JobCentre Call Police On Claimant Because He Begs For Advisors’ Help


Same Difference

With many thanks to Justice4Jobseekers.

Thanks to Julie O’Dwyer for sharing this with us. More evidence of the increasing level of inhumanity shown by so-called Jobcentre advisers:

“I was in the job centre several weeks ago. Whilst waiting to be seen I could hear a gentleman begging for somebody to properly explain why he had been sanction. The advisor refused to speak to him any further and so the gentleman said he would sit and wait until somebody could explain things to him. He was totally non aggressive and not at all confrontational. The job centre called the police and they forcibly removed him from the building. I’ve never experienced anything like it in my life! The poor guy was desperate and the people who are there to supposedly support him just turned their backs and had him turfed out onto the street! That one incident said it all to…

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Now it’s time for a review OF the ISC


Paul Bernal's Blog

Screen Shot 2015-03-13 at 06.45.25Like many others in the privacy field, I had waited for the Intelligence and Security Committee report ‘Privacy and Security: A modern and transparent legal framework’ with some trepidation – though after having made a submission myself, and participated in the ISC’s ’round table’ events that formed part of the consultation I had felt a little less overwhelming pessimism than I had previously. Having read it through after its release yesterday I feel a little underwhelmed. It isn’t quite as bad as I had feared – but it does come close. The general feeling I had, though, was that the ISC is still essentially out of touch, out of date, and unable to fulfil the critical role of scrutiny that it is tasked with.

One particular paragraph made the point most directly – and it concerned one of the most important areas of the review insofar as it relates to the…

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Princes, Privacy and Power…


Paul Bernal's Blog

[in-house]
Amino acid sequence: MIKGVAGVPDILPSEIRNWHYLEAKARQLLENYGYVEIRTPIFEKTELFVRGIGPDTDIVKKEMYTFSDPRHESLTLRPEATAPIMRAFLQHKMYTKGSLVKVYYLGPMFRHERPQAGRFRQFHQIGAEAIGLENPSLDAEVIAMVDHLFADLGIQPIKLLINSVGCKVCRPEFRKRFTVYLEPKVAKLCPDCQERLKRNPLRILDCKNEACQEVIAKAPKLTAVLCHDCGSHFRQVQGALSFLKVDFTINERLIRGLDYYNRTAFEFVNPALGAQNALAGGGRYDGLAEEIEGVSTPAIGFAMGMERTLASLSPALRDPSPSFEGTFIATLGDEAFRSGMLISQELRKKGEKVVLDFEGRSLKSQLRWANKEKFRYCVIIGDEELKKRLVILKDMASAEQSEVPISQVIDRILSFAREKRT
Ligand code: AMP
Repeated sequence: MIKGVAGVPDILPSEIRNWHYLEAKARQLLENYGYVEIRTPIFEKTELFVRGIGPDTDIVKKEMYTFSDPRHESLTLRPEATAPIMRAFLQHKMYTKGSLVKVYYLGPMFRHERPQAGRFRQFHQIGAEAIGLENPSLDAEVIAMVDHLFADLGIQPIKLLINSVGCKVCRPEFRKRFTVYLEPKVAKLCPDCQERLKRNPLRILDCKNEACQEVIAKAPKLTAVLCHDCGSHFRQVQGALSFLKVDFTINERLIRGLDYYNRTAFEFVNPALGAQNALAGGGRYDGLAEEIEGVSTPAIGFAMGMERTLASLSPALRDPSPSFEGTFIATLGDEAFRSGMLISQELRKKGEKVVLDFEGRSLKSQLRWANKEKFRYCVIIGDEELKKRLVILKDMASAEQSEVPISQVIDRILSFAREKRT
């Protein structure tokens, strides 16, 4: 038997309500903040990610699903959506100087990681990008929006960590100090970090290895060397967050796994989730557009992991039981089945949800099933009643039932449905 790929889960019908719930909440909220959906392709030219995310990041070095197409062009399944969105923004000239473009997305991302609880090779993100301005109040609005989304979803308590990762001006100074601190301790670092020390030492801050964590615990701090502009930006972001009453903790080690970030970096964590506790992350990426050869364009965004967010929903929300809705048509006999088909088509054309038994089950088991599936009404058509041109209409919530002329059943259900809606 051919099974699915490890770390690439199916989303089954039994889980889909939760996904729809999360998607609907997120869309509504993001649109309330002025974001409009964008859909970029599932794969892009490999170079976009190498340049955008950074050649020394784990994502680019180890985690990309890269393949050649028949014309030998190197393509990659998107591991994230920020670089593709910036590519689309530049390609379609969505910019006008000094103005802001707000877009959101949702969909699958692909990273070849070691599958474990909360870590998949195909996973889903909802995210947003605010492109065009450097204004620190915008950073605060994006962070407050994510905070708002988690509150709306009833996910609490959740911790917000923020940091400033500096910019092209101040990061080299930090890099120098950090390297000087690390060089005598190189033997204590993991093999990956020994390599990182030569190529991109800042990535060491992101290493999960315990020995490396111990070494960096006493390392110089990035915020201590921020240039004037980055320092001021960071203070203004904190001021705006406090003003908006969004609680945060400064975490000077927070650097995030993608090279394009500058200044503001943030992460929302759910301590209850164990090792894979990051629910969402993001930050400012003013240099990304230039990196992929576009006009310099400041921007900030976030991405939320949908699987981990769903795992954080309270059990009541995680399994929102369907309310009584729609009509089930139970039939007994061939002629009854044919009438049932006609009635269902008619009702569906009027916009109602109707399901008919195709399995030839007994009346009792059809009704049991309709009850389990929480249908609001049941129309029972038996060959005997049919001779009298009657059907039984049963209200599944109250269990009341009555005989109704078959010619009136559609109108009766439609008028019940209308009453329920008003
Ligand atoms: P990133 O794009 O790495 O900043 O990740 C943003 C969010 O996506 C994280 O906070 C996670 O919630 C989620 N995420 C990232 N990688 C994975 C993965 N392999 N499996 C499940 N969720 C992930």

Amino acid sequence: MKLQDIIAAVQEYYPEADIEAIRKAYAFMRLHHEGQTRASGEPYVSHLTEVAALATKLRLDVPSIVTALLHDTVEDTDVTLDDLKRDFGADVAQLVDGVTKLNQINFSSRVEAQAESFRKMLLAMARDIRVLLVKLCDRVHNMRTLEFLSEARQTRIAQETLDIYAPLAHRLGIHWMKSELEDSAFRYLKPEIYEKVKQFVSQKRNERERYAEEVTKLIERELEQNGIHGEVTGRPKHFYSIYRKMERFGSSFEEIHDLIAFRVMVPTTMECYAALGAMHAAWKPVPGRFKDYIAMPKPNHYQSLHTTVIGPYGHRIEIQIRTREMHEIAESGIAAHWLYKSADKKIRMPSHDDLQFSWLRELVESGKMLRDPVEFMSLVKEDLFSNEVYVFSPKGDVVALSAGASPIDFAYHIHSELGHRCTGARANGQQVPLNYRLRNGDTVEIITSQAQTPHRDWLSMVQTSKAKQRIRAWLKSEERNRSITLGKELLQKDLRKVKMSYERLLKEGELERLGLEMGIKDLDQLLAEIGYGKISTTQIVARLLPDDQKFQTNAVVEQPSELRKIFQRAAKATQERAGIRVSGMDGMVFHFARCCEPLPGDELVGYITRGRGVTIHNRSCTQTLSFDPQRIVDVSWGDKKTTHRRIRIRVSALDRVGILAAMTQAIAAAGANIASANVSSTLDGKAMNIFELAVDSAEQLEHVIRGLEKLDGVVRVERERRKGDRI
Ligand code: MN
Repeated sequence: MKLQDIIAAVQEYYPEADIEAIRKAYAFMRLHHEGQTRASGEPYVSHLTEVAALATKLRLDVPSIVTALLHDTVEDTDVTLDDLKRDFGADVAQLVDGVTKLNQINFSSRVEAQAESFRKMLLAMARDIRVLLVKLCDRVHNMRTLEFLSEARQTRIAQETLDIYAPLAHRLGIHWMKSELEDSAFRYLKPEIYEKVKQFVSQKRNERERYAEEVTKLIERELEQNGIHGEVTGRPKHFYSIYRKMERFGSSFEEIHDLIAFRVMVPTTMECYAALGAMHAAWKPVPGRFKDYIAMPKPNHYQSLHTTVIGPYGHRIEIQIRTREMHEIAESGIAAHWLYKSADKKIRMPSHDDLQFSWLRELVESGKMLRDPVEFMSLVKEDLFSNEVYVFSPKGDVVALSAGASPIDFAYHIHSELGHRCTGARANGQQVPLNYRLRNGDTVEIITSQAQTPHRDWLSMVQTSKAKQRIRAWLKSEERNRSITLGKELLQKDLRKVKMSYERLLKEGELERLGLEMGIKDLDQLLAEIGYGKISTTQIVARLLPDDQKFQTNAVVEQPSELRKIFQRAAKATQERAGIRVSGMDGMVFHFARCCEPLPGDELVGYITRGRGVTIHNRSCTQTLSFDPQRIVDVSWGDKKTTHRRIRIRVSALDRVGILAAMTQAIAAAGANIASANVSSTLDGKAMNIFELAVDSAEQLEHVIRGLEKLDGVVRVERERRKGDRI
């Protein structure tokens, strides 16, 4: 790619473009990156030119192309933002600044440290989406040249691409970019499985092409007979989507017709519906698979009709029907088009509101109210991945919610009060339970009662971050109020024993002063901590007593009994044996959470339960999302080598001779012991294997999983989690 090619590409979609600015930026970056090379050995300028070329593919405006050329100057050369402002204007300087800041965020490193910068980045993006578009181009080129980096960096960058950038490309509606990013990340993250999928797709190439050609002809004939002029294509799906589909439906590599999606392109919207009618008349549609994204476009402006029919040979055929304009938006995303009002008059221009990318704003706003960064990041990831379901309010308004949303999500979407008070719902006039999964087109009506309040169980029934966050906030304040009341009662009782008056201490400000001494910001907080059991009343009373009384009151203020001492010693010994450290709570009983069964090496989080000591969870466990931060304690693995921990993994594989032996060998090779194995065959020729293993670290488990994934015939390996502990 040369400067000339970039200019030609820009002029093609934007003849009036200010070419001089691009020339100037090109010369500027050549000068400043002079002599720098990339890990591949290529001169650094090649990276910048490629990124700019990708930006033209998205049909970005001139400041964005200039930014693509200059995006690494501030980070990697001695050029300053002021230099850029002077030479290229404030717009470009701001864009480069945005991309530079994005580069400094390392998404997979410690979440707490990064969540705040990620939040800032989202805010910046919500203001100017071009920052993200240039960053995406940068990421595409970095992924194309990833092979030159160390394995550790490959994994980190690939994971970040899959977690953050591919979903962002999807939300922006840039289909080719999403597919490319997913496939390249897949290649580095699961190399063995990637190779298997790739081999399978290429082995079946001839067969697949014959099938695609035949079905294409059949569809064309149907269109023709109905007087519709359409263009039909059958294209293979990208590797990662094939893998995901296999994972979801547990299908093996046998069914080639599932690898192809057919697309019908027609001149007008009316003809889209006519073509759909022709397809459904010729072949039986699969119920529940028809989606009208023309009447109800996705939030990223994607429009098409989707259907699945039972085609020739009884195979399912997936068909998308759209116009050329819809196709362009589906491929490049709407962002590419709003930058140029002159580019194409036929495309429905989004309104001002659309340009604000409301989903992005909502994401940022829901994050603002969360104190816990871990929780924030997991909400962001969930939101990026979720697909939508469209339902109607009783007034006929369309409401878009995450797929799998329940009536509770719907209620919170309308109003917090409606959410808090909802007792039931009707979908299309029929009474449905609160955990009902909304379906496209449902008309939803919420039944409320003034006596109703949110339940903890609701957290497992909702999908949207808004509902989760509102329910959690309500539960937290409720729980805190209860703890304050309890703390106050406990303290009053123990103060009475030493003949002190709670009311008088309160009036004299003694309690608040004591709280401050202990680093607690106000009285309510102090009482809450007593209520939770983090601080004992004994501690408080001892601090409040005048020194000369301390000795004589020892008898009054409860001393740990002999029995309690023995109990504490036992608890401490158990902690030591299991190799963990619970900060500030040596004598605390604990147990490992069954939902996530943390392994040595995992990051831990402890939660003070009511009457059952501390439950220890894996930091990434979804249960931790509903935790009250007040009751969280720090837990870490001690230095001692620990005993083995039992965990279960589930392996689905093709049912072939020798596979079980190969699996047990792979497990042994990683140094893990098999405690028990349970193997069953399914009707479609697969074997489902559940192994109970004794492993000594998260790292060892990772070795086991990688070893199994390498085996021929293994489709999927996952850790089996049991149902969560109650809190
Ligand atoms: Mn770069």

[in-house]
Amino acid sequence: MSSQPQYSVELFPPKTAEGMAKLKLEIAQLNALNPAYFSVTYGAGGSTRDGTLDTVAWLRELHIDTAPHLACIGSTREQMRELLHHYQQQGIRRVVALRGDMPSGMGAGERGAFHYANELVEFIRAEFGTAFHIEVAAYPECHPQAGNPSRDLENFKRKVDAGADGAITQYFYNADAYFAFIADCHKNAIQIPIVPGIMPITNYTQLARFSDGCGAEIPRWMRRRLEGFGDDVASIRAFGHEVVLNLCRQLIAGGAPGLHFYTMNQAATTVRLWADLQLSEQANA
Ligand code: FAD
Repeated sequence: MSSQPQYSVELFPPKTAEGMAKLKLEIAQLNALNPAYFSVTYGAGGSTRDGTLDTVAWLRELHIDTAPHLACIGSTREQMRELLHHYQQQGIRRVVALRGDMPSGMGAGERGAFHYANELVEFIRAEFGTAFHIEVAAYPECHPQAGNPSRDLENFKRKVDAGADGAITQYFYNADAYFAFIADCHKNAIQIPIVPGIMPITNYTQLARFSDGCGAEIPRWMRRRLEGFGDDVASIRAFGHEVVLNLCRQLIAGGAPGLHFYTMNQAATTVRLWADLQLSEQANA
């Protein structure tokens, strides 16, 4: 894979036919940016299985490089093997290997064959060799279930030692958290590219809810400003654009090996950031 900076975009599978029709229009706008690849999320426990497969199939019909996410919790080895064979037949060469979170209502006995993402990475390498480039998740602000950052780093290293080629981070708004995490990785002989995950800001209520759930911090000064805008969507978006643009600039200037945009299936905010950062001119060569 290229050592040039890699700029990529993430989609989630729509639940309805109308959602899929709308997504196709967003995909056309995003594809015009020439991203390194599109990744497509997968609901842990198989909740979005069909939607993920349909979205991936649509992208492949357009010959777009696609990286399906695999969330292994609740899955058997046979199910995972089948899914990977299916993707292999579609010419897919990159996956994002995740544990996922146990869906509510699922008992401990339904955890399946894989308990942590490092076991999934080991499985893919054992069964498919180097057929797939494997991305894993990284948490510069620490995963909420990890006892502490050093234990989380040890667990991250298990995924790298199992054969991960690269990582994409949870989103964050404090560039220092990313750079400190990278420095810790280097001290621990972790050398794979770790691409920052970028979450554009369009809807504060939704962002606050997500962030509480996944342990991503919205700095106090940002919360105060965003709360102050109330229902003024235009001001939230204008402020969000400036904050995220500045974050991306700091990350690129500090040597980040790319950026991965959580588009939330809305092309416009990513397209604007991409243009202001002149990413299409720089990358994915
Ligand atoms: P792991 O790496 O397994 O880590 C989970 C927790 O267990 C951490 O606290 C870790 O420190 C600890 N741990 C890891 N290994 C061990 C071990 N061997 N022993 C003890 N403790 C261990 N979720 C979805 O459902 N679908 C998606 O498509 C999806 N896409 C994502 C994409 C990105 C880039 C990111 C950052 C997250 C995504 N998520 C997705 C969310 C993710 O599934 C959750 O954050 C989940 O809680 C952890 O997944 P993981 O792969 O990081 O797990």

Prince CharlesLast week was a momentous one for information law. Two dramatic and potentially very significant rulings. The first was the Black Spider memos Freedom of Information  case through which it now appears certain that 27 ‘private’ letters from Prince Charles to government ministers will be published. The second was the decision in the Vidal-Hall vs Google case, which may have opened the doors for people whose privacy was effectively being invaded by Google to take action through the UK courts, despite their being unable to demonstrate economic damage from that privacy invasion. I won’t go into the legal details of either: far better legal minds than mine have already done so, the two pieces on the 11KBW blog about the Black Spider letters and Vidal-Hall vs Google respectively explain them really well. Instead, I want to look at one particular issue – the relationship between privacy and power, which is played…

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Storm in a tea-cup?


Paul Bernal's Blog

Screen Shot 2015-03-30 at 07.34.32I have to admit, I was one of the ‘lefties’ upset by the ‘controls on immigration tea cup’ over the weekend. Maybe I got too upset – some Labour stalwarts said it was a ‘storm in a tea cup’, others that I was missing the point in a number of ways. Maybe the fact that I’m married to an immigrant makes me extra-sensitive to this kind of issue – or perhaps it makes me more aware of the impact of the UKIP agenda really is.

Others told me ‘it’s just one of the pledges, we do mugs for all the pledges’ – to which I say that’s the bigger, and even worse point. Why is controlling immigration one of Labour’s five pledges at all? To start with all the evidence suggests that immigration isn’t really a ‘problem’, except in the false agenda driven by the likes of UKIP and the…